The pay gap between male and female directors of companies and public bodies has widened, research indicates.
More women are willing to legally challenge pay disparities
On average female executives were paid 22% less than their male counterparts last year, the Institute of Directors (IoD) found.
This figure compared with a 19% pay gap a year earlier.
But for the whole working population, the gender pay gap has shrunk from 17.5% to 17.2%, according to figures from the Office of National Statistics.
The IoD, which analysed pay in 1,250 organisations for its survey, said it was disappointed and urged business to tackle what seemed "an insoluble problem".
The figures mark a setback in efforts to secure equality of pay in the workplace after recent years in which the pay gap has narrowed.
Analysing the pay of about 3,500 directors, the IoD found that the service and voluntary sectors were the worst offenders in terms of pay disparities.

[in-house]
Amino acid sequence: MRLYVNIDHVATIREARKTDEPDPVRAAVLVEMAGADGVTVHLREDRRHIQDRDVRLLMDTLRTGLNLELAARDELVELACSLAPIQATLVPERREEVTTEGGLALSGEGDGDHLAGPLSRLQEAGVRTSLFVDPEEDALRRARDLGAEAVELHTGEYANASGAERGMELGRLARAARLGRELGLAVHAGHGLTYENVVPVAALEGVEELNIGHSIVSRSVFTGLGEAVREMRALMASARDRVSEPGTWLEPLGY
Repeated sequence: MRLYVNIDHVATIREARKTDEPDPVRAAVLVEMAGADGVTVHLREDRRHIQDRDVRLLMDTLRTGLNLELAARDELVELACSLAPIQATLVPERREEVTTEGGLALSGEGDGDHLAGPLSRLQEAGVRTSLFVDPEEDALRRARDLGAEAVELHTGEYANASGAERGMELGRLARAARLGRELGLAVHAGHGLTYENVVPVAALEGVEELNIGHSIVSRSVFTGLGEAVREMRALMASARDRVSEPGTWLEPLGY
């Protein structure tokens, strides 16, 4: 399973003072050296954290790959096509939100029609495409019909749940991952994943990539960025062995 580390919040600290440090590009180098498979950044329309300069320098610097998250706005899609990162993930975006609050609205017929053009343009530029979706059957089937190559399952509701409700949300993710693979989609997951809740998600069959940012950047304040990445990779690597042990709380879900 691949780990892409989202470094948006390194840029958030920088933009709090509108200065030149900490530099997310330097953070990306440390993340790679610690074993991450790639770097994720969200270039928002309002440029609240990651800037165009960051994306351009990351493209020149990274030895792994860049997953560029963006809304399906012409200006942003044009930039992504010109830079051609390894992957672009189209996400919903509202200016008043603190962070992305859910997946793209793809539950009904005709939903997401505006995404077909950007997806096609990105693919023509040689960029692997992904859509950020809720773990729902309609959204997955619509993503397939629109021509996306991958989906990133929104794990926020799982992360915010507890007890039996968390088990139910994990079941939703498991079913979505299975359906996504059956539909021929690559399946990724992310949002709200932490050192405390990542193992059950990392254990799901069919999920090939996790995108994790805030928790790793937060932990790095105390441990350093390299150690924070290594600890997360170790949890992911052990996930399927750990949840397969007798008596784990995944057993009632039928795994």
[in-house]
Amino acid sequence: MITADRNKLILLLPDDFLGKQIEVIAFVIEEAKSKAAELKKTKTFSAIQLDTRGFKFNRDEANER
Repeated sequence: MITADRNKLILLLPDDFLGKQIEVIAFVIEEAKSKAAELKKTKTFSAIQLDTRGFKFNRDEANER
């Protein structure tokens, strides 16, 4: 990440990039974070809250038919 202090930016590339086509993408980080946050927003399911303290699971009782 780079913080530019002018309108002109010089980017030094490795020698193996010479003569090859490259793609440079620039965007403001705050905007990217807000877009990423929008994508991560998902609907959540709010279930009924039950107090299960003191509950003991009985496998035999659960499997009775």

In the service sector, male directors earned an average of £70,657 while their female counterparts were paid £56,933.
Pay differentials were lowest in the public sector, where the average pay gap was 5%.
Female directors of banks and other financial institutions have made advances, with the average pay gap in the financial sector falling to 9% from 14% the year before.
The IoD said the basic pay of female directors had remained broadly unchanged last year while male directors had often enjoyed significant pay rises.
Such discrepancies were hard to explain, it said, and impossible to justify.
"Unless we can achieve equality of opportunity in the near future, we will inevitably face further regulation in this area," said the IoD's director general Miles Templeman.
"The only way to rebut this is for business to act quickly. It is wholly unacceptable in this day and age that it appears that women in comparable positions do not receive the same rewards as their male counterparts."
Recent figures showed a massive rise in equal pay claims being taken to employment tribunals.
The number of claims increased by 155% to more than 44,000 in 2005-2006.
Equality campaigners said more women were willing to challenge their pay because of the "no-win, no-fee" offers from lawyers.